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Today, TPG Senior Points & Miles Correspondent Nick Ewen takes you through the main credit card issuers, highlighting the key application rules you need to keep in mind when you decide to apply for a new card.
Credit cards can play a huge role in your overall points and miles strategy. Taking advantage of top card offers can boost your account balances quickly, requiring minimal effort on your end. However, it’s important to develop a game plan for these card applications, and to recognize that it isn’t as easy to get approved for these cards as it has been in the past.
If you’re relatively new to the points and miles hobby, you may be a bit gun-shy when it comes to applying for new credit cards. I currently have 16 active travel rewards credit cards in my wallet, and just about every week I hear something along the lines of, “Aren’t you afraid that all of those applications will kill your credit score?” It’s true that every application will temporarily lower your score as a result of a new hard inquiry on your profile, but there are many other things that go into calculating your credit score.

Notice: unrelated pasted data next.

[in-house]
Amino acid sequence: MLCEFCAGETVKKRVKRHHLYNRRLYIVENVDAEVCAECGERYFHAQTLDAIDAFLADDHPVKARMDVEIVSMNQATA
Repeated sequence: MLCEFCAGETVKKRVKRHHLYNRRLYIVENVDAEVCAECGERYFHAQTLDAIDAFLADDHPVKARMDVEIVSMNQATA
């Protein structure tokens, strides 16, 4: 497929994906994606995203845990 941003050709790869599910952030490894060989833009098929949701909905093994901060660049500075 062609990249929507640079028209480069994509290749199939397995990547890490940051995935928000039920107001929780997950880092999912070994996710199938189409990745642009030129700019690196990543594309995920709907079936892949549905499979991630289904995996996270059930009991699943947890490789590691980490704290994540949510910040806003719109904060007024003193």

Still, you want to make sure that your applications have a high probability of being approved. Though I’ve never been denied for a credit card, I would hate to “waste” a hard inquiry on my account only to not get approved. This would definitely have a negative impact on my score; the small drop from the hard inquiry wouldn’t be offset by an increase in my overall available credit.
For today’s analysis, I’ll look at three main factors to consider as you plan your application strategy for each individual issuer:
- Number of cards